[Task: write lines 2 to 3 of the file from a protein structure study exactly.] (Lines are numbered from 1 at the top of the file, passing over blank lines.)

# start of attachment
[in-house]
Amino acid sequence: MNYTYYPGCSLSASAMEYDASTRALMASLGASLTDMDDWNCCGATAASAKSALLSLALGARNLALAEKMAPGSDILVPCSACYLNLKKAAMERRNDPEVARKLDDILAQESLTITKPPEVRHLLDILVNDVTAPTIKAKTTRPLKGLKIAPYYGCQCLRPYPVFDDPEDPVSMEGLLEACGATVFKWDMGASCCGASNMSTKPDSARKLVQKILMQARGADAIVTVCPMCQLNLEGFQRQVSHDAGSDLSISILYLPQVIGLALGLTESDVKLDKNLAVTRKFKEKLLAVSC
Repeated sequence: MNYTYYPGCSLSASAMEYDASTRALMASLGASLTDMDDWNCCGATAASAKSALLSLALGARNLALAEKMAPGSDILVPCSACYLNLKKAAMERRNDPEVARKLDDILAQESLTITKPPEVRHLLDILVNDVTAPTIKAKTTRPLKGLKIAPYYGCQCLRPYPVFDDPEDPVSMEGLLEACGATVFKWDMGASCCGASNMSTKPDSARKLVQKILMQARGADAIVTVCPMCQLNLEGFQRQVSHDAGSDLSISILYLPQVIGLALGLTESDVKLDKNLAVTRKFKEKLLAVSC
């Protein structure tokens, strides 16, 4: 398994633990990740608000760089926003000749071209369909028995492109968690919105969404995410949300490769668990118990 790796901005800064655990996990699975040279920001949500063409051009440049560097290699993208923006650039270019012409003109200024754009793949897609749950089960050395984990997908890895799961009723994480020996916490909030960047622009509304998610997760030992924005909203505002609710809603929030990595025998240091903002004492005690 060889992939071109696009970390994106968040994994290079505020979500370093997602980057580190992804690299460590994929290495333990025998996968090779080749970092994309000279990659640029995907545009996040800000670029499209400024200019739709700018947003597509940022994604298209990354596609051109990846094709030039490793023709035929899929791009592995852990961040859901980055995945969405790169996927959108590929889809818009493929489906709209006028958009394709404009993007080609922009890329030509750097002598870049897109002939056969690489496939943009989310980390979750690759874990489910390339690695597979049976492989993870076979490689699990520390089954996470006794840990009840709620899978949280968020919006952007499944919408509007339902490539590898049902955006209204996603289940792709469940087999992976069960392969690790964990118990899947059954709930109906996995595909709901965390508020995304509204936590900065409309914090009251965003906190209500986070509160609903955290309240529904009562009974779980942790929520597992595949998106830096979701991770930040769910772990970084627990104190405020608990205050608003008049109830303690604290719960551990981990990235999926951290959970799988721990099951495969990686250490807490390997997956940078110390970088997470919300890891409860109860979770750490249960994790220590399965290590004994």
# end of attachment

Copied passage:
Amino acid sequence: MNYTYYPGCSLSASAMEYDASTRALMASLGASLTDMDDWNCCGATAASAKSALLSLALGARNLALAEKMAPGSDILVPCSACYLNLKKAAMERRNDPEVARKLDDILAQESLTITKPPEVRHLLDILVNDVTAPTIKAKTTRPLKGLKIAPYYGCQCLRPYPVFDDPEDPVSMEGLLEACGATVFKWDMGASCCGASNMSTKPDSARKLVQKILMQARGADAIVTVCPMCQLNLEGFQRQVSHDAGSDLSISILYLPQVIGLALGLTESDVKLDKNLAVTRKFKEKLLAVSC
Repeated sequence: MNYTYYPGCSLSASAMEYDASTRALMASLGASLTDMDDWNCCGATAASAKSALLSLALGARNLALAEKMAPGSDILVPCSACYLNLKKAAMERRNDPEVARKLDDILAQESLTITKPPEVRHLLDILVNDVTAPTIKAKTTRPLKGLKIAPYYGCQCLRPYPVFDDPEDPVSMEGLLEACGATVFKWDMGASCCGASNMSTKPDSARKLVQKILMQARGADAIVTVCPMCQLNLEGFQRQVSHDAGSDLSISILYLPQVIGLALGLTESDVKLDKNLAVTRKFKEKLLAVSC